When Asked, Who Is My Neighbor

Scripture References

Further Reflections on Scripture References

Many Scripture references point us to the concern for justice as a strong element in the kingdom of God. Similarly, the call to work for justice and to overcome injustice is a common cry.  For many of the following songs, see such passages as Deuteronomy 27:6, Psalm 9:9, 10:18,  64:1-6, 72:1-4, 119:134, 137:1-9, Proverbs 21:3, Isaiah 1:17,  Micah 6:6-8, Amos 5:15, Acts 10:34-38,  Colossians 4:1 and James 1:27.

Confessions and Statements of Faith References

Further Reflections on Confessions and Statements of Faith References

Any song or testimony about the cries that comes from our nations and cities must be met with confessional statements about the mission of the church as listed here.


Our World Belongs to God, paragraphs 41-43 are explicit and pointed about the mission of the church: “In a world estranged from God, where happiness and peace are offered in many names and millions face confusing choices, we witness—with respect for followers of other ways—to the only one in whose name salvation is found: Jesus Christ.”


Later, Our World Belongs to God, paragraphs 52-54 point to the task of the church in seeking public justice and functioning as a peacemaker: “We call on our governments to work for peace and to restore just relationships. We deplore the spread of weapons in our world and on our streets with the risks they bring and the horrors they threaten…”


The Belhar Confession, section 3 calls the church to be a peacemaker, and section 4 calls the church “to bring about justice and true peace.”


Our Song of Hope, stanza 10 calls the church to seek “the welfare of the people” and to work “against inhuman oppression of humanity.”


When Asked, Who Is My Neighbor

Tune Information

f minor
Meter D



When Asked, Who Is My Neighbor

Hymn Story/Background

LLANGLOFFAN is a Welsh carol or ballad tune, which appeared as a hymn tune in Llwybrau Moliant (The Paths of Praise). That collection of tunes for use by Baptists was edited by Lewis Jones and published in Wrexham in 1872. LLANGLOFFAN is named for a town in Glamorgan, Wales, at one time presumably the location of a church that honored St. Cloffan.
— Bert Polman

In 2011 I received a request from The Center for Christian Ethics at Baylor University, in Waco, Texas, to write a hymn text and complete worship service outline for their upcoming theme issue on prisons.  The hymn was published in the Winter 2012 issue of Christian Reflections: A Series in Faith and Ethics, their free quarterly journal based on different topics.  The request came during the time a close friend’s brother was in the Cook County Jail in Chicago, falsely accused of murdering his son.  He spent over three years there before his case finally came to trial and he was declared not guilty.  So I agreed to write a hymn for this issue, though I knew it would be sung primarily by Christians in worship services, not by prisoners.  I began in st. 1 with the conviction that prisoners are our neighbors, and we are called to love our neighbors as ourselves.  St. 2-4  speaks of “some” of our neighbors--but I never mention the word prisoners, because the “some” could be “us” or “them,”  and I wanted to place all of us in the need for prayer, on “both sides of the walls that shield us from each other.”  The last half of each verse is a prayer.  Then, like so many hymns, the final stanza looks forward to the coming of God’s kingdom in its fullness, where God will take away all sorrow, and set all things right.  I hope this hymn may, in some small way, help us pray for our neighbors in prisons.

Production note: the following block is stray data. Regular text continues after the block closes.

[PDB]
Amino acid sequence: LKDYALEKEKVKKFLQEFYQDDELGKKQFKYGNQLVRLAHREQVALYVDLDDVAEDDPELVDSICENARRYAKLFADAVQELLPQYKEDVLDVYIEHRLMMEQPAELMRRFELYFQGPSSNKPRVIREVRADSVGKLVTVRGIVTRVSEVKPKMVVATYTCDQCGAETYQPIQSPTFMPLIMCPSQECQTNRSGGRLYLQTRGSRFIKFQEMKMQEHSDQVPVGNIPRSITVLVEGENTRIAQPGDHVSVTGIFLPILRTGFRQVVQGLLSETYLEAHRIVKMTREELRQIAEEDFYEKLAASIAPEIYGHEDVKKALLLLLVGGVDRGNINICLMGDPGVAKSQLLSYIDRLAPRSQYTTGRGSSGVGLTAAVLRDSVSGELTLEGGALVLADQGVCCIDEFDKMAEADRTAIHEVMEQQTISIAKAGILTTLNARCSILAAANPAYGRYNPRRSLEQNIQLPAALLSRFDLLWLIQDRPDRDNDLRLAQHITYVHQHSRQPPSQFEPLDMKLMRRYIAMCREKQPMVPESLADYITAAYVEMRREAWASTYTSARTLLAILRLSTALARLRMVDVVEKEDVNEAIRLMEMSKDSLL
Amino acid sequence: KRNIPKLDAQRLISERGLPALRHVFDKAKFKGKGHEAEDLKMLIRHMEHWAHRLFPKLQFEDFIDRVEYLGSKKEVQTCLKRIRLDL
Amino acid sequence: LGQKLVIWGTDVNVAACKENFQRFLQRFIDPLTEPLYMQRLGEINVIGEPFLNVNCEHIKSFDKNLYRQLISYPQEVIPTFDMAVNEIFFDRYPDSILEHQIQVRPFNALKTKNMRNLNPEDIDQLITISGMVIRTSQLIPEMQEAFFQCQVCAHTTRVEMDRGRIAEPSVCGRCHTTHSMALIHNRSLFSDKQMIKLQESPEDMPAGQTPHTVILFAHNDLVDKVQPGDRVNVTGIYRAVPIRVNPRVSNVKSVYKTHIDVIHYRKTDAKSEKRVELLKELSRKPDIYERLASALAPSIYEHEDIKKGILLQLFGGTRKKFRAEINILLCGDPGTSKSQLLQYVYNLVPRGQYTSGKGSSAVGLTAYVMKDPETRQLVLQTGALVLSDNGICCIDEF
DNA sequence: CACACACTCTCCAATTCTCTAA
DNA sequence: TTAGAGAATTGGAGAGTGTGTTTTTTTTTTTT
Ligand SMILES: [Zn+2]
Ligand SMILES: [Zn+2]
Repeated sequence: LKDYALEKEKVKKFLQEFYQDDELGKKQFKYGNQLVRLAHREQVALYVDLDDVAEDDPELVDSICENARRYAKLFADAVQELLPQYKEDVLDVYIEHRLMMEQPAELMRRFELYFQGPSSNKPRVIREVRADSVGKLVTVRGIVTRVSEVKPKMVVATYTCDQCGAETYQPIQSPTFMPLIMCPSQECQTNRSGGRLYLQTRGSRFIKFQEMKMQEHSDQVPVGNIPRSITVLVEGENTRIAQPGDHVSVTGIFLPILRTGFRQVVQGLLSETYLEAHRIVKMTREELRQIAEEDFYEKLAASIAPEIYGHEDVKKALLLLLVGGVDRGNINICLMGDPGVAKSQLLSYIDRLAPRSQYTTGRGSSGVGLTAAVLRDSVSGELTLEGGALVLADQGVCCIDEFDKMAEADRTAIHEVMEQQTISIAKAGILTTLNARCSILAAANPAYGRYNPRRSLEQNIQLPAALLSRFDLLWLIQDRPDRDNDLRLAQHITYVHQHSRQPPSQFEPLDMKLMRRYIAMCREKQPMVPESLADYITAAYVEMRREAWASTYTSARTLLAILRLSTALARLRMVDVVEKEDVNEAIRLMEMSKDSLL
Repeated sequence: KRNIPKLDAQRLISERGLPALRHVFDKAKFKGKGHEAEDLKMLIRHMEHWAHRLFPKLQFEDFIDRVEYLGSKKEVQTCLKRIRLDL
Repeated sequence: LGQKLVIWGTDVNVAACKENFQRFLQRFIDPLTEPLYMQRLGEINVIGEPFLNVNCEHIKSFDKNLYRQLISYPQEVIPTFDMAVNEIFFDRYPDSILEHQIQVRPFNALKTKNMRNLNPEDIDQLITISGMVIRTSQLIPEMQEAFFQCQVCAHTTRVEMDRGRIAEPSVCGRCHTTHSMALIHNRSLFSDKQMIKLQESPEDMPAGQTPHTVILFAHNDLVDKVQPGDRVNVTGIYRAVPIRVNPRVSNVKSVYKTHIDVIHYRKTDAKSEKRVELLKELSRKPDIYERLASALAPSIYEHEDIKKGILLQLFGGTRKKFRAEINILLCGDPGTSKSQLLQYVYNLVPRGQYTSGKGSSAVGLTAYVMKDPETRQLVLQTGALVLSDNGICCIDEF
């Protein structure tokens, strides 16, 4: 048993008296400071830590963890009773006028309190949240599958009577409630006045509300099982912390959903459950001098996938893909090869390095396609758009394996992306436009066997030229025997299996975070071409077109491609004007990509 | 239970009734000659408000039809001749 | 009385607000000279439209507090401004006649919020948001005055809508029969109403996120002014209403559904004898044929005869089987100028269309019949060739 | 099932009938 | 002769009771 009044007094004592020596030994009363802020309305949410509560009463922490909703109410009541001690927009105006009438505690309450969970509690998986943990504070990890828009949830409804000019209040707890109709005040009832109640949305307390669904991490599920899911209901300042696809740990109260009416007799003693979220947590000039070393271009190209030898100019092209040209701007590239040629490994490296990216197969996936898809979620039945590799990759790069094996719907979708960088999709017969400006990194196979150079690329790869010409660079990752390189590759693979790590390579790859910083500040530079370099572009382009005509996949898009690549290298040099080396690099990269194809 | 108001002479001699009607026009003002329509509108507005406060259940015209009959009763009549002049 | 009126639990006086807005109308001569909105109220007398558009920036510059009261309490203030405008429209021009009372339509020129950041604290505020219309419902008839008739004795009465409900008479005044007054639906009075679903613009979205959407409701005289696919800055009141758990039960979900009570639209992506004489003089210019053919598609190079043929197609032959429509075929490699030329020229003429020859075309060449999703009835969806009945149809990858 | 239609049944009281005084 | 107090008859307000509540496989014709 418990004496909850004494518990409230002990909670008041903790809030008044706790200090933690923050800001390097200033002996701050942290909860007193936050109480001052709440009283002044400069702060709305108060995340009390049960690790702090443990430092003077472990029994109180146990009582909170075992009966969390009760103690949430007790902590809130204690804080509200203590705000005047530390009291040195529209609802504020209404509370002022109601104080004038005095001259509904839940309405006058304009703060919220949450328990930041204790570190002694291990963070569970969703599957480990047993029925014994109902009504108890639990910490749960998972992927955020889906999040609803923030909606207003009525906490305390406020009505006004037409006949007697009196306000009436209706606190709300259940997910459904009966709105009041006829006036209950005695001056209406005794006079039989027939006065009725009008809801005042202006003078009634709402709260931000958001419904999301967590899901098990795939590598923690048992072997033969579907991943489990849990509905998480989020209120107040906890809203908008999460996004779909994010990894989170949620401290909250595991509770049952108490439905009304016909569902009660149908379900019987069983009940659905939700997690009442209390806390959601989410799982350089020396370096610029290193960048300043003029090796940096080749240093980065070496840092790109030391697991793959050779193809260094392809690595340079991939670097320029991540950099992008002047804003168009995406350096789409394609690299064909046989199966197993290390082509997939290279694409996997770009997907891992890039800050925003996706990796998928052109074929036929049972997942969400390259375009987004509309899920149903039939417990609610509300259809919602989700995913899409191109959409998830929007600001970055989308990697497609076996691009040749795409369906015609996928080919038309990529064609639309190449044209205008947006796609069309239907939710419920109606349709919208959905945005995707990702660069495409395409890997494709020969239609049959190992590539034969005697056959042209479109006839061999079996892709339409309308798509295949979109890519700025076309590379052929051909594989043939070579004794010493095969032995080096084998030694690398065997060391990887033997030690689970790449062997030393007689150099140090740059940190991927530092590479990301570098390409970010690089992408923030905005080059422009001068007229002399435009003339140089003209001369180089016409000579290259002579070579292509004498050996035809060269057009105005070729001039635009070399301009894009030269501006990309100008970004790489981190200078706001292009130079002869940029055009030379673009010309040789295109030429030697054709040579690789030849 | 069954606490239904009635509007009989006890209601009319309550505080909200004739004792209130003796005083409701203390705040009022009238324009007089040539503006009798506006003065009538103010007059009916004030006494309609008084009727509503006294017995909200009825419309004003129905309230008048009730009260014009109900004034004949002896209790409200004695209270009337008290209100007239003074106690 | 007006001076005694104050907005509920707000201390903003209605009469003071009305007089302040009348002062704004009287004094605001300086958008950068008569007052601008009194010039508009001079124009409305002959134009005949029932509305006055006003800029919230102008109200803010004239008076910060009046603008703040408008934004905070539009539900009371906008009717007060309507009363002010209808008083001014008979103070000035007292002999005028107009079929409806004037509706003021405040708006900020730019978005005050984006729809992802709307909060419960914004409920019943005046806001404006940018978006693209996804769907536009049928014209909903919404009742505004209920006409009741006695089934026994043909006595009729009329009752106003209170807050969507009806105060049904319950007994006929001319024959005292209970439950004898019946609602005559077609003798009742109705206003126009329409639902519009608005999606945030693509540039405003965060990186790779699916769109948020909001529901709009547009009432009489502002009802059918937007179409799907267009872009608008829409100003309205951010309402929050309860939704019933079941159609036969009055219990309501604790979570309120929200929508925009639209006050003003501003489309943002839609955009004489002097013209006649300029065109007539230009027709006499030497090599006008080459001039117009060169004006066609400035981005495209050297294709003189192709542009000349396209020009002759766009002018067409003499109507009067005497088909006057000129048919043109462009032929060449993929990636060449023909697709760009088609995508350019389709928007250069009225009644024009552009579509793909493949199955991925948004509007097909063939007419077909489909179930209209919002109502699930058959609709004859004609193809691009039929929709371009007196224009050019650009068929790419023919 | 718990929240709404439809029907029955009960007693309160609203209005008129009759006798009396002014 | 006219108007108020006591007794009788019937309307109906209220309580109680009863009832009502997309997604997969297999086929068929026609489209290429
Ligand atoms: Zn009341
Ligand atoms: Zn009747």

— Emily Brink

Author Information

Emily Ruth Brink (b. 1940, Grand Rapids, MI) graduated from Calvin College (BA in Music), the University of Michigan (MM in Church Music) and Northwestern University, Evanston, IL (PhD in Music Theory). She taught at Manhattan (Montana) Christian School (1964-1966), the State University of New York (New Paltz; 1966-1967), Trinity Christian College (Palos Heights, IL; 1967-1972), and the University of Illinois (Campaign/Urbana; 1974-1983), also serving as organist and choir director in both Episcopal and Christian Reformed churches in those areas.

In 1977 she was appointed to the Psalter Hymnal Revision Committee, and in 1983 moved to Grand Rapids in a change of careers to become the first music and worship editor of the Christian Reformed Church. She was the founding editor of Reformed Worship; editor of the Psalter Hymnal (1987), Songs for LiFE (1994), Sing! A New Creation (2001, 2002); co-editor with Bert Polman of The Psalter Hymnal Handbook (1998), and editor of many other worship-related publications. Since 1984 she has been an adjunct professor at Calvin Theological Seminary, directing the seminary choir in the first years, and introducing courses on church music and worship before being granted emeritus status in 2009. 

Her ecumenical work began with the Hymn Society in the United States and Canada, becoming the first woman president (1990-1992); in 2006 she was named a Fellow of the society in recognition of distinguished services to hymnody and hymnology. She served in both local and national offices of the American Guild of Organists, and has been a member for more than twenty years of the Consultation on Common Texts, serving as chair from 2008 to 2014.

In 2002, she became a Senior Research Fellow at the Calvin Institute of Christian Worship, contributing to The Worship Sourcebook and other publications; serving as program chair of the annual Symposium on Worship; and helping to plan and participate in worship conferences in more than fifteen countries. 
— Emily Brink

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